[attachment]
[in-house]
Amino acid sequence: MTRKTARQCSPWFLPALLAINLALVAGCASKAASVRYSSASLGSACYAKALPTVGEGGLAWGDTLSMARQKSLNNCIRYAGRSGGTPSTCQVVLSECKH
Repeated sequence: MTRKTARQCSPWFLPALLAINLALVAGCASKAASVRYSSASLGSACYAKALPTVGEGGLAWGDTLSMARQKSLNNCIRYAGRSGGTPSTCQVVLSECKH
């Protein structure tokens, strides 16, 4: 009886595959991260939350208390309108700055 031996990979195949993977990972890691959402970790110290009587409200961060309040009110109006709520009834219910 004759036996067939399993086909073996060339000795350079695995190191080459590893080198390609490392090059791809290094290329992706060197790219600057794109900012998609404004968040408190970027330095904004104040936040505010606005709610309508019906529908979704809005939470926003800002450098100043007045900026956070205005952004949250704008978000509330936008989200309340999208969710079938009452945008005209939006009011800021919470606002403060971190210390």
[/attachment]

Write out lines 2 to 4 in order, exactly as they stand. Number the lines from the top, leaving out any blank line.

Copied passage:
Amino acid sequence: MTRKTARQCSPWFLPALLAINLALVAGCASKAASVRYSSASLGSACYAKALPTVGEGGLAWGDTLSMARQKSLNNCIRYAGRSGGTPSTCQVVLSECKH
Repeated sequence: MTRKTARQCSPWFLPALLAINLALVAGCASKAASVRYSSASLGSACYAKALPTVGEGGLAWGDTLSMARQKSLNNCIRYAGRSGGTPSTCQVVLSECKH
């Protein structure tokens, strides 16, 4: 009886595959991260939350208390309108700055 031996990979195949993977990972890691959402970790110290009587409200961060309040009110109006709520009834219910 004759036996067939399993086909073996060339000795350079695995190191080459590893080198390609490392090059791809290094290329992706060197790219600057794109900012998609404004968040408190970027330095904004104040936040505010606005709610309508019906529908979704809005939470926003800002450098100043007045900026956070205005952004949250704008978000509330936008989200309340999208969710079938009452945008005209939006009011800021919470606002403060971190210390």